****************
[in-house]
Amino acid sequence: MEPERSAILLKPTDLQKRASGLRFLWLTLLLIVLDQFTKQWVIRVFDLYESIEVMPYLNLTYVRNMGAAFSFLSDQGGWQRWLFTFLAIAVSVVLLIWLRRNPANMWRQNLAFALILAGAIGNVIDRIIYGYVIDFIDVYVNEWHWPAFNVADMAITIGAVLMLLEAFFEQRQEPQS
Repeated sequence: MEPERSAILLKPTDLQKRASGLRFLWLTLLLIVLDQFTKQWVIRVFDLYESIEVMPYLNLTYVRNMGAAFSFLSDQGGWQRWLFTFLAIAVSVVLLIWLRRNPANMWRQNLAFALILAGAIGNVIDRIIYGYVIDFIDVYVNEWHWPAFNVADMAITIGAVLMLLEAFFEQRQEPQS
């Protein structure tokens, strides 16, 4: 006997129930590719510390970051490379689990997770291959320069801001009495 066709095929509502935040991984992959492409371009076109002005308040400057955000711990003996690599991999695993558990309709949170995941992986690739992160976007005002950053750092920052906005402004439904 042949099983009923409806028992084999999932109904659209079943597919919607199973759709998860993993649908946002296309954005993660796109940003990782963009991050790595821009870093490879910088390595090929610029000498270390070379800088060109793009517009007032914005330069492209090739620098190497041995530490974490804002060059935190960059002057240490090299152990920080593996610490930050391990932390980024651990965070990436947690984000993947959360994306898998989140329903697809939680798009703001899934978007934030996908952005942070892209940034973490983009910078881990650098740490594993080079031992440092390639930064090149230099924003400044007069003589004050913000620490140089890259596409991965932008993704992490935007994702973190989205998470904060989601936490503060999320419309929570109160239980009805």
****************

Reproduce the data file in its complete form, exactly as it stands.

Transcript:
[in-house]
Amino acid sequence: MEPERSAILLKPTDLQKRASGLRFLWLTLLLIVLDQFTKQWVIRVFDLYESIEVMPYLNLTYVRNMGAAFSFLSDQGGWQRWLFTFLAIAVSVVLLIWLRRNPANMWRQNLAFALILAGAIGNVIDRIIYGYVIDFIDVYVNEWHWPAFNVADMAITIGAVLMLLEAFFEQRQEPQS
Repeated sequence: MEPERSAILLKPTDLQKRASGLRFLWLTLLLIVLDQFTKQWVIRVFDLYESIEVMPYLNLTYVRNMGAAFSFLSDQGGWQRWLFTFLAIAVSVVLLIWLRRNPANMWRQNLAFALILAGAIGNVIDRIIYGYVIDFIDVYVNEWHWPAFNVADMAITIGAVLMLLEAFFEQRQEPQS
């Protein structure tokens, strides 16, 4: 006997129930590719510390970051490379689990997770291959320069801001009495 066709095929509502935040991984992959492409371009076109002005308040400057955000711990003996690599991999695993558990309709949170995941992986690739992160976007005002950053750092920052906005402004439904 042949099983009923409806028992084999999932109904659209079943597919919607199973759709998860993993649908946002296309954005993660796109940003990782963009991050790595821009870093490879910088390595090929610029000498270390070379800088060109793009517009007032914005330069492209090739620098190497041995530490974490804002060059935190960059002057240490090299152990920080593996610490930050391990932390980024651990965070990436947690984000993947959360994306898998989140329903697809939680798009703001899934978007934030996908952005942070892209940034973490983009910078881990650098740490594993080079031992440092390639930064090149230099924003400044007069003589004050913000620490140089890259596409991965932008993704992490935007994702973190989205998470904060989601936490503060999320419309929570109160239980009805």